Unrests based on economic issues might've characterized the last 100 years.
If we can draw parallels from the avoided (so far at least) showdown between US and USSR, China benefited the most and made a huge leap forward, unchecked by rivalry...
Wars cost a lot of money. Were this money put elsewhere, I think we'd be talking of much grandeur things today - like a colony of the Moon, more orbital stations, maybe London - NY and Tokyo-LA railroads (you decide - which technology to choose: underwater tunnels, pneumatics, whatever -:) ) and stuff like that.

So many people would've survived and we'd be looking at entirely different demographics..

Today too, territorial ambitions, enmity and fear take a huge toll at general well-being, benefiting a rather limited beneficiaries of military manufacturers...


message 11: by Nik (new)

Nik Krasno | 13459 comments Cool analysis, Kent, haven't seen it while typing mine -:)


message 12: by Kent (new)

Kent Babin | 176 comments Nik wrote: "Michel suggests that some WW were still inevitable in his analysis, but if they were avoided, we'd be looking at totally different world's architecture today and maybe different powerhouses.
Not su..."


Thanks! It'd be great if Goodreads comments would live update. The technology has been around for quite a while.

More pneumatic tubes, please! :)


message 13: by Matthew (new)

Matthew Williams (houseofwilliams) To answer that question, I'd say you'd have to split the things into three major categories - political, technological, and socio-economic - to really appreciate how much of an impact WWI and WWII had.

In terms of what would be different politically, the empires of Britain, France, Belgium, the Netherlands, Germany, and Japan would have endured for much longer than they had. In fact, its entirely possible that countries like Rhodesia, Burma, the Belgian Congo, Palestine, and Iraq would still be colonies (or became independent much more recently).

The reason for this was that the wars dealt a major blow to the idea of European hegemony and cultural superiority. Not only were the empires forced to levy soldiers from their colonies, who tested their mettle fighting and killing Europeans, the sheer horror and destruction of the war discredited the idea that Europe was a great "civilizing" influence on the world. And of course, the wars bankrupted the European imperials, forcing them to take the independence movements that were springing up across their empires seriously.

In addition, countries like Israel would likely not exist, and settlement of the land called Palestine would have remained a limited venture. Anti-Semitism would also likely be more mainstream today in Europe, rather than considered hate speech and vile. The Soviet Union also would not likely exist, and it's a good bet similar revolutions would not have succeeded in Asia, Africa, South America, and other non-Western and post-colonial states.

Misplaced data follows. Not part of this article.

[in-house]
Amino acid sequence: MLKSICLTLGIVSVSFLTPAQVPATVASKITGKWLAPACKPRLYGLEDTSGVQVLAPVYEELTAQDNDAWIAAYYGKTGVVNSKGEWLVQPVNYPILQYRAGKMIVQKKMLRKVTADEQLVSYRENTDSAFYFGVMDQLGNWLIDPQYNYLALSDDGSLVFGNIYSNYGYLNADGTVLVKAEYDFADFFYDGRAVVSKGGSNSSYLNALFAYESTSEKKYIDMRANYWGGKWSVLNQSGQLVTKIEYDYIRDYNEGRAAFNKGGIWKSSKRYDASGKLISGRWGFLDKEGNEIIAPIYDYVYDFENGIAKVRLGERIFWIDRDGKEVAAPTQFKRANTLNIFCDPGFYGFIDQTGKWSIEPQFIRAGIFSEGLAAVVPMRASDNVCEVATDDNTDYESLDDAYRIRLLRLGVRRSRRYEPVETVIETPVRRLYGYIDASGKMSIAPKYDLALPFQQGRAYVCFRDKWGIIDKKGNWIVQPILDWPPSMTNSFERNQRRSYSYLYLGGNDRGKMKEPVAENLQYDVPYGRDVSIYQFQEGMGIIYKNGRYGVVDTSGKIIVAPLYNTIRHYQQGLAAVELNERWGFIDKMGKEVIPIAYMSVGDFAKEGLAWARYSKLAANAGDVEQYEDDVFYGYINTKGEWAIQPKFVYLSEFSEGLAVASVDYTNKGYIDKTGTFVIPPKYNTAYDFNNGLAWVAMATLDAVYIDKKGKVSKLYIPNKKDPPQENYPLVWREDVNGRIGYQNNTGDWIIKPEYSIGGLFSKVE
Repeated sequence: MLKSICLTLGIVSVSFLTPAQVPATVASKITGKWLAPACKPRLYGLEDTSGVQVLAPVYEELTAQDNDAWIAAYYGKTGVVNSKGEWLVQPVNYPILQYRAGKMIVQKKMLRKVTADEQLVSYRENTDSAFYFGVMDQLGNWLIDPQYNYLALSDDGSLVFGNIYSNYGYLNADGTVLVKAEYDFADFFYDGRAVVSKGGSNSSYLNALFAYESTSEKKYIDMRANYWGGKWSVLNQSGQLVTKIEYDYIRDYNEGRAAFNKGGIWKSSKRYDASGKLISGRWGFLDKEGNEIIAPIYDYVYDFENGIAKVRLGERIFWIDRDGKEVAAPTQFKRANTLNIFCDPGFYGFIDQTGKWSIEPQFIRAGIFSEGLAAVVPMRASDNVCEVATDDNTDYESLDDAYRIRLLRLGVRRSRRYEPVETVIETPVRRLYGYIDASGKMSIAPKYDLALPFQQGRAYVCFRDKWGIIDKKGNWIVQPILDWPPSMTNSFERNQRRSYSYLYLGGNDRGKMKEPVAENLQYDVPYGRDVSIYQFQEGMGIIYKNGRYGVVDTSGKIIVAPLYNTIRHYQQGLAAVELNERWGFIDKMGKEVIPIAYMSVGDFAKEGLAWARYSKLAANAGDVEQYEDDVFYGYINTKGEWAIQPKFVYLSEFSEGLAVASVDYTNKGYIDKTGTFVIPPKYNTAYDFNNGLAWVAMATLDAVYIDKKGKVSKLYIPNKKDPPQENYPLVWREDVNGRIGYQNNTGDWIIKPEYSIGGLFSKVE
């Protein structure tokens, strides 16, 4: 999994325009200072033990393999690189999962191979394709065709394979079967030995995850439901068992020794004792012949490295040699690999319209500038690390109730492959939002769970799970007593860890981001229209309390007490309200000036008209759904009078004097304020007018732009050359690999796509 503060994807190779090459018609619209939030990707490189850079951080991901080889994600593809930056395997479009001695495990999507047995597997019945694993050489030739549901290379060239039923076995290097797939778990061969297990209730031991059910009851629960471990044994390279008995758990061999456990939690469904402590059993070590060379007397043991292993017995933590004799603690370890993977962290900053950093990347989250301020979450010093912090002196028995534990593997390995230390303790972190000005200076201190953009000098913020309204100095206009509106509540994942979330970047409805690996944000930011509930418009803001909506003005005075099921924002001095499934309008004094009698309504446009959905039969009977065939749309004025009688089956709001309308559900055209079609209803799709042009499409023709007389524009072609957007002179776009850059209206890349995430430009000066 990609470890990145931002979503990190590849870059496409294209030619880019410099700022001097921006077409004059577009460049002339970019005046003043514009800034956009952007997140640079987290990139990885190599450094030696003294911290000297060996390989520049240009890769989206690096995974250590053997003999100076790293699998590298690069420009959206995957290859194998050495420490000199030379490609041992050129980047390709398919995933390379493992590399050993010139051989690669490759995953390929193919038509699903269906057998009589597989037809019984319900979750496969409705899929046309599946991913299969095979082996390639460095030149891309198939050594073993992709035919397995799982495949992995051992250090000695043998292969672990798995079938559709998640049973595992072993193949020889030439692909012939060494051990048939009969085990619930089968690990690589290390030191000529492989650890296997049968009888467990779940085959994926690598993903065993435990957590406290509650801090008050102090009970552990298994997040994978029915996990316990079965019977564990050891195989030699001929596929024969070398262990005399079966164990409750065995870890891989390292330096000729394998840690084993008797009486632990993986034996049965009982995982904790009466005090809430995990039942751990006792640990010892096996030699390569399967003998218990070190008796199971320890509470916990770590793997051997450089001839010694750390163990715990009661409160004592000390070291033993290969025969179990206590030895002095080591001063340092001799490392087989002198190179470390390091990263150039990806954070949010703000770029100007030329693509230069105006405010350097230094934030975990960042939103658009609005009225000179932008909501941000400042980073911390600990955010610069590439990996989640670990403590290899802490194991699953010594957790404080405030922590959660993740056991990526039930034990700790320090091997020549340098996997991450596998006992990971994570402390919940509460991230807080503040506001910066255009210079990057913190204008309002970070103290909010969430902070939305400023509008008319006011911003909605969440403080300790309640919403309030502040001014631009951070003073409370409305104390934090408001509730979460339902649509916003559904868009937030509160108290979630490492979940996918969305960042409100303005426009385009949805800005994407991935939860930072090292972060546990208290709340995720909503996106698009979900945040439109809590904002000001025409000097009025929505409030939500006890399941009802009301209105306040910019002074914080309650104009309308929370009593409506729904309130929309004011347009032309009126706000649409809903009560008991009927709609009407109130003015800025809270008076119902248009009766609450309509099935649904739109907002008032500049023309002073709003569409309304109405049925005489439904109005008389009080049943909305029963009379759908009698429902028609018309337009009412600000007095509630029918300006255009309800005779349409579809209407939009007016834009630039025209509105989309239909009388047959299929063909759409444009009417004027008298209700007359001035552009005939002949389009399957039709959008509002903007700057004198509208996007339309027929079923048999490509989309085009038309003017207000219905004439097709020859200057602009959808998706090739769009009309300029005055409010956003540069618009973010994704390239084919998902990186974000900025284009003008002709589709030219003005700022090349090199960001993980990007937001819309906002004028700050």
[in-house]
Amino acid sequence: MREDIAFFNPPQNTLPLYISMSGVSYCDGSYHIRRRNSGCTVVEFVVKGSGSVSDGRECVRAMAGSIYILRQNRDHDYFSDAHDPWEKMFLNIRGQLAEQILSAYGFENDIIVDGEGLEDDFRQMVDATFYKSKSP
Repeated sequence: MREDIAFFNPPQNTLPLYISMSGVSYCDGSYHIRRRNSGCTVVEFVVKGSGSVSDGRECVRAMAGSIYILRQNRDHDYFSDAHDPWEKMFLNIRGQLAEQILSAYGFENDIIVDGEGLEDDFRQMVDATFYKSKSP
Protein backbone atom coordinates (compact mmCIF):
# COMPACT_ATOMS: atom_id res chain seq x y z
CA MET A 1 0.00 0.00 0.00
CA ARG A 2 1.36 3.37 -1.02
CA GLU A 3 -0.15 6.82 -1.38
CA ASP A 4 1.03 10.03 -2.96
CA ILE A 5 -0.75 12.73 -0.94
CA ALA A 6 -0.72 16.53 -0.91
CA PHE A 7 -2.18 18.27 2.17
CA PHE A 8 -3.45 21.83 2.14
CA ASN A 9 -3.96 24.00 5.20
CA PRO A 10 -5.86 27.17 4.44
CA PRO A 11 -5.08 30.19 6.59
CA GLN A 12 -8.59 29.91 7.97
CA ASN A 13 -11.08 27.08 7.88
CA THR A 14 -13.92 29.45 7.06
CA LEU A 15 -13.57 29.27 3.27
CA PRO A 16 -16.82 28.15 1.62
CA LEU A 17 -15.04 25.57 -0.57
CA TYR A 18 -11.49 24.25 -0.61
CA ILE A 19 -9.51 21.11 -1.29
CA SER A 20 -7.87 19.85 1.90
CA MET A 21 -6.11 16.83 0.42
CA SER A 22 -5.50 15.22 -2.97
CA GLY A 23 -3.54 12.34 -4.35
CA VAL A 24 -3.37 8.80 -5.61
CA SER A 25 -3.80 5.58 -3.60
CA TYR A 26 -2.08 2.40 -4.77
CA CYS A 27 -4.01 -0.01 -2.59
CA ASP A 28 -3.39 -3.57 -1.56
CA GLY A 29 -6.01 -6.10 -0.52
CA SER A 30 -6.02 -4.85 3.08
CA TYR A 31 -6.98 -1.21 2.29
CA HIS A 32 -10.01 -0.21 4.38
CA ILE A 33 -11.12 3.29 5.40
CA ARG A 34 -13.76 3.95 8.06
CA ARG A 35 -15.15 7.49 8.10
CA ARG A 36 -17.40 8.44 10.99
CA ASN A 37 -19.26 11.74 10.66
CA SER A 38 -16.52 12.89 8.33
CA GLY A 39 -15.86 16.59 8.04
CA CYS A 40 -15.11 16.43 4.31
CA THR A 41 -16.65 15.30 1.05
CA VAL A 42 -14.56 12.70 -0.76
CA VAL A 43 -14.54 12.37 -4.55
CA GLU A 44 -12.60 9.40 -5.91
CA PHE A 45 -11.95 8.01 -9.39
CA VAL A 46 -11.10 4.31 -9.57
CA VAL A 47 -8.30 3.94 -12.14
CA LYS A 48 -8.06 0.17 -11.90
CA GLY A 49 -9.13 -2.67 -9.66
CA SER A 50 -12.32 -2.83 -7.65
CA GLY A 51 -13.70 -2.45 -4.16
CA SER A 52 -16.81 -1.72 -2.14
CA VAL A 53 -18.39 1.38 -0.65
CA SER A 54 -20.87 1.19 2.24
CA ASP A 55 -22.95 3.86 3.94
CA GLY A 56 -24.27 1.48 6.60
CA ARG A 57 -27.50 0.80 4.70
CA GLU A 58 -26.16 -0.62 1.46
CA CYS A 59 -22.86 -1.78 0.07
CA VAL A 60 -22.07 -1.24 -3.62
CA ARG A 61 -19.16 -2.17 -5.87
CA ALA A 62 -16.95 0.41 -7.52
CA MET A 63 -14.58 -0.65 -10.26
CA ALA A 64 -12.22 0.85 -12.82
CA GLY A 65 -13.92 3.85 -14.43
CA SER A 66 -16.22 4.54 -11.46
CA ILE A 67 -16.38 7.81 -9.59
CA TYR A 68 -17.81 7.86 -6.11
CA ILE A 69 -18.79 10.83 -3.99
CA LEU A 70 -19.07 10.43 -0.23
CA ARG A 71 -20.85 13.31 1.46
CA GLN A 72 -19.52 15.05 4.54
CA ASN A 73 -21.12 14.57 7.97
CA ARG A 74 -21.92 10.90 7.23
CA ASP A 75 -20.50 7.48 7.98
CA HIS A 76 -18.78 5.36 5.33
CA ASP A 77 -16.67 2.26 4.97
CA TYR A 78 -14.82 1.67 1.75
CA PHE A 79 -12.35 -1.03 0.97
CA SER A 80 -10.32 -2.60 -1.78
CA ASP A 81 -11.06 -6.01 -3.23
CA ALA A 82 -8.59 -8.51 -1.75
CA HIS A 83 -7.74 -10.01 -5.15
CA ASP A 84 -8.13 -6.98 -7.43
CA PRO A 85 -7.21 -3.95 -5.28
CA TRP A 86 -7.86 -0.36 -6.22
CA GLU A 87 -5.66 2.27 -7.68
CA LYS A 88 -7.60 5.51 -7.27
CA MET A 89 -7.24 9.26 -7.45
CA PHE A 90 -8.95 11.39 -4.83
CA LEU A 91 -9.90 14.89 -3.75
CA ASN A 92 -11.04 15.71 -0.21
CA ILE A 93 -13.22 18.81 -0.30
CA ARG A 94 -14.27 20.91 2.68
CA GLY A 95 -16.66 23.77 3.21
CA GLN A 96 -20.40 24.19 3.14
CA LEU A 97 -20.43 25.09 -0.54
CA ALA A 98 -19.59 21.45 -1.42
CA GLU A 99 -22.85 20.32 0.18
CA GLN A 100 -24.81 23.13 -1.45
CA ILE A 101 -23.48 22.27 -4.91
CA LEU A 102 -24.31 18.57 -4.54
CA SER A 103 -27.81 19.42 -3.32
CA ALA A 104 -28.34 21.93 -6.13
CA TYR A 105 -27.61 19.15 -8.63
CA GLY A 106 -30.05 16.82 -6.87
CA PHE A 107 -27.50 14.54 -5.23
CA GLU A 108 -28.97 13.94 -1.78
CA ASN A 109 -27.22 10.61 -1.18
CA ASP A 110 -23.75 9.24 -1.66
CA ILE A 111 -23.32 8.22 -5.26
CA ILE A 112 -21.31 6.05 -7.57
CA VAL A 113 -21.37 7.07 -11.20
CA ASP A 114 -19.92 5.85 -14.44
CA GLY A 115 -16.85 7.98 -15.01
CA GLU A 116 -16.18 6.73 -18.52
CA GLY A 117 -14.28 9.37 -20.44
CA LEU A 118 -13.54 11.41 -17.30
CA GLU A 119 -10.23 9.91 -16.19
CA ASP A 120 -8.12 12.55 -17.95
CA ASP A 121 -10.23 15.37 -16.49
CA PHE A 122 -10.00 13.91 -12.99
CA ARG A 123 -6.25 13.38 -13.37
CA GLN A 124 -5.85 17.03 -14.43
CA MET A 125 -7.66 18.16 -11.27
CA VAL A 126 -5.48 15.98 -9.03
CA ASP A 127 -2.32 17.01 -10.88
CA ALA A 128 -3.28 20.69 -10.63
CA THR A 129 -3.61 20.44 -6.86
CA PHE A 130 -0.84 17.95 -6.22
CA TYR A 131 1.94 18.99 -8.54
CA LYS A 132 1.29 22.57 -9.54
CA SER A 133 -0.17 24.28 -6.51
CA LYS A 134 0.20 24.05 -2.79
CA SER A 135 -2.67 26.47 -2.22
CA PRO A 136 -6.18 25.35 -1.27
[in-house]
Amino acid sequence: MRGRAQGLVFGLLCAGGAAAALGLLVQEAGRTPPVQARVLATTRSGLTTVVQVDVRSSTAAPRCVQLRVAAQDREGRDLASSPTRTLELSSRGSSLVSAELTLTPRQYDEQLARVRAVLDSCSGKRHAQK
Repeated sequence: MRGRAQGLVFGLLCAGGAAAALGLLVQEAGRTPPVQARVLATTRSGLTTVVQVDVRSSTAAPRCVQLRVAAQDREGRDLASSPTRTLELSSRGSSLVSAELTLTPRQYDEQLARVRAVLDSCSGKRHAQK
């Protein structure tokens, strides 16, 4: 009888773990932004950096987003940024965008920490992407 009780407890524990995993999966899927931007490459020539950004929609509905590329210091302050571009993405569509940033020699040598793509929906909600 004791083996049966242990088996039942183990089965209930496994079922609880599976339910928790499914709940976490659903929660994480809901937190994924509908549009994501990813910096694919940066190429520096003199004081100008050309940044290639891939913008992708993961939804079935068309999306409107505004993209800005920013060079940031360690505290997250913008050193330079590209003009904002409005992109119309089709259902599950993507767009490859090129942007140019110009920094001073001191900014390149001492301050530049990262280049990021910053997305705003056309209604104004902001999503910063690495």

Without the wars, we would be far behind where we are today in terms of technology. The wars brought about immense advancements in telecommunications and computing, mainly because armies needed ciphers, deciphers, telephones and wireless. Without that, the development of computers would have proceeded at a snail's pace, and we'd be likely using machines that were very similar to the 70s today - large, bulky, and neither personal nor portable. And you can forget about cell phones, smartphones, PDAs or other handheld devices.

And in all likelihood, space travel would still be a very limited thing, reserved to sending up satellites. No Mercury of Vostok programs, no Apollo Program, and no Journey to Mars at this point. Not only did WWII produce some amazing advances in aerospace and rocketry, but the Cold War which followed ensured that these advances were researched and expanded on because of the competition between the US and Soviets.

And in terms of socio-economic differences, in the developed nations of the world today, the rights of minorities, women, and First Nations would be far behind what they are today. Much like the colonial populations who stepped up to fight and contribute during the war years, women and people of color in the developed nations of the world did their part in order to ensure that their children would have a seat at the table as equals. When the wars were over, and attempts were made to quietly send them back to their status as 2nd class citizens, they said "No Way!"

The labor movement also benefited immensely from the war years. By the 1920s, industrialists were already figuring out that if they wanted to expand industry further and ensure stability with laborers, they needed shorter hours and better pay. By the early 20th century, governments had also figured out that social and public programs that ensured minimum living standards and health and safety benefited society as a whole. But the war years drove this home like never before.